Most people have no clue how much effort goes into writing a novel. They don’t know the months, sometimes years, dedicated to constructing the very best story you can. Sure, readers have every right not to enjoy your hard work, and they have every right to voice that they do not like it, but there should at least still be a little respect for the author’s efforts, even if it isn’t to your taste, and there should certainly be respect for the author as an individual. It’s entirely possible that the author failed on every front as a storyteller, and it’s fair to say so, but it is not fair to equate the thoughts, deeds, and actions of fictional characters to the personal character of the author.

When I see a brand new work of fiction come out and I begin reading, I’m learning about a person, but I’m not learning about the author, necessarily. I’m learning about a character or characters they have created. People who are not them. So when those people who are not the author do or say or think something off-color, cruel, or outright evil, my reactions to those behaviors are directed towards the character, who isnot the author.

Unfortunately, many seem incapable of taking the same approach. In the age of ‘cancel-culture’ and the constant hunt for what to be outraged over next, people have started to equivocate the content of fiction with the personal constitutions of creators of fiction. They take umbrage to a racist character in a book saying racist things. They take umbrage with characters written true to their station in life and geographic locale, the sort of locker room banter we all remember hearing growing up. But if you write those kinds of scenes accurately, you’re called a bigot. It’s insane, but it’s also very, very stupid. Sure, you have every right to seek outrage at every turn, but please know that the rest of the world is laughing at you and your pathetic sensitivity over MADE UP PEOPLE, for eff’s sake!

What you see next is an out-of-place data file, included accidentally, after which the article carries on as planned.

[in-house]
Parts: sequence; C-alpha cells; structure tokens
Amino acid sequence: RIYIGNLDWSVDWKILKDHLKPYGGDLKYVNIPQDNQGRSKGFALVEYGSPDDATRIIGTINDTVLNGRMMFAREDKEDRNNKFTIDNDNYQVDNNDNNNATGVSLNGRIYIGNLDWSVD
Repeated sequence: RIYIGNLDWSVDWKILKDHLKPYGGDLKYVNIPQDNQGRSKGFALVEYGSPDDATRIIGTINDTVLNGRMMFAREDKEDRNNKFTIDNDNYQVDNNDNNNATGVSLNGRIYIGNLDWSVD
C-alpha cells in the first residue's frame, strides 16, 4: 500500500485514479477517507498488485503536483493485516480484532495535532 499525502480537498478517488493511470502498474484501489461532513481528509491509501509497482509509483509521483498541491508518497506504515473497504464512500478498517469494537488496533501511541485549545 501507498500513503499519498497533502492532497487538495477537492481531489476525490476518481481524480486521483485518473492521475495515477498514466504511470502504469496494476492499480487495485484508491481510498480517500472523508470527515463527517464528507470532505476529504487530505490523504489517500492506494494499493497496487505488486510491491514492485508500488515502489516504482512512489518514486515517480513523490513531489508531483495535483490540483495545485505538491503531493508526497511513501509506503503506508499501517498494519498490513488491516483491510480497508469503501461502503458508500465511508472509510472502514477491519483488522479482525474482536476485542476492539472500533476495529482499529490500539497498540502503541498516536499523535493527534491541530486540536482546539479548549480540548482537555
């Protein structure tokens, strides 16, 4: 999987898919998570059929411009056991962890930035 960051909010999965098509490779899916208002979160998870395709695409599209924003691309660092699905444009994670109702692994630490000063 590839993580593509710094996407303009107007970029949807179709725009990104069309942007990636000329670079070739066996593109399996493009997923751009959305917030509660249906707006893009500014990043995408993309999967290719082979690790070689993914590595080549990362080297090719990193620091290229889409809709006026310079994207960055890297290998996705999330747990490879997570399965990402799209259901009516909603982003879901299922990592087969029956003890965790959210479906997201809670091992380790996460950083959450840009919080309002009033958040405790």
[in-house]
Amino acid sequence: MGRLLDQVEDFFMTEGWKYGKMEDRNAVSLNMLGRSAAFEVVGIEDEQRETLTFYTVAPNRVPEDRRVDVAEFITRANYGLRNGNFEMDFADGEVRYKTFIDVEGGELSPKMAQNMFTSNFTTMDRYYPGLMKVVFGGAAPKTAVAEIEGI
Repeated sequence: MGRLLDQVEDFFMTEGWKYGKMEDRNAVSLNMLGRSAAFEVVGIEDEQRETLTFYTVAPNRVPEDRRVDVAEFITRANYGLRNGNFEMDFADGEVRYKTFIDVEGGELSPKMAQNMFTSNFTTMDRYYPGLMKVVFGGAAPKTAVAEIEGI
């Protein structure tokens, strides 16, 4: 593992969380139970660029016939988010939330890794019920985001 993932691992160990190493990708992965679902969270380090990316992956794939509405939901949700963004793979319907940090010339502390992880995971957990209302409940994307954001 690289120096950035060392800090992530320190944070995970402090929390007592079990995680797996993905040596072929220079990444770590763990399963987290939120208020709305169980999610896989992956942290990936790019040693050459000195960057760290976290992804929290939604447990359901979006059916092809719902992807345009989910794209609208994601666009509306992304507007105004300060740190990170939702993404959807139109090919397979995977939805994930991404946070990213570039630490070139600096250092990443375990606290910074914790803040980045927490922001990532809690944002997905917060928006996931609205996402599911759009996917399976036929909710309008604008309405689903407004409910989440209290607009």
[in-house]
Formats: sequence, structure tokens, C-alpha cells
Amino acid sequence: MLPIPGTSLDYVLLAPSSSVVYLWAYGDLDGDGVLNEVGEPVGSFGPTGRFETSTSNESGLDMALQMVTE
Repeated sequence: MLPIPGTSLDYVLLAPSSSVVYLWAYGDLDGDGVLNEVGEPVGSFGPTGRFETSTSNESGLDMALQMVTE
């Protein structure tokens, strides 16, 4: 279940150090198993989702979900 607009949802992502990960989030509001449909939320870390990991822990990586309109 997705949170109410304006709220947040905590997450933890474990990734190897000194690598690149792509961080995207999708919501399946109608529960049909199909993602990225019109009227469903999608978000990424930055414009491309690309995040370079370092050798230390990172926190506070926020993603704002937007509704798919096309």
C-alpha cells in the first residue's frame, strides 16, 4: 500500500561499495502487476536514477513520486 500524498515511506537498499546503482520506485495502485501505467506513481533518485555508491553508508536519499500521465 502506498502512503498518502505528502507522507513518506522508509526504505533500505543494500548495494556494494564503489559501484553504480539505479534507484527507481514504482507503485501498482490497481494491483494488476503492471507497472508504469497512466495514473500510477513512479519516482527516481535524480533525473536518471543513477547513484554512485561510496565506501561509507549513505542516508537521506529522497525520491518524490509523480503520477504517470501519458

I’m getting even more confounded that the particular writing “community” that I’m involved in is the horror one, and for a group who supposedly loves scary stuff and lots of blood and guts, they sure will have a ridiculous hissy fit if an animal is harmed in a story. People? No problem. Even children? Mostly, though a dead kid still doesn’t rise to the level of outrage a harmed animal will in their minds. That’s sick. Not the fact that a HORROR WRITER wrote something HORRIFYING in their HORROR book, but that a reader can get so wound up over the content that they end up writing really shitty reviews (that take them all of five minutes to write as opposed to the months or years the author took in writing their novel) attacking the fact that there are HORRIFYING things in a HORROR novel.

Get bent!

If you don’t like horror, don’t read it. If you don’t like extreme horror, then don’t read that. If you personally have an issue reading about harm coming to children or animals, that’s a perfectly reasonable and understandable thing, and nothing to be ashamed of. But when you read something that isn’t a good fit for you and you review it, stick to the writing. If it’s poorly written, say so. If it’s poor character development, say so. If it’s just not engaging or exciting, say so. Maybe it just wasn’t a good fit for; say so. But stop going into reviews of books you didn’t like and attacking the author personally, or trying to equate them to the characters they created.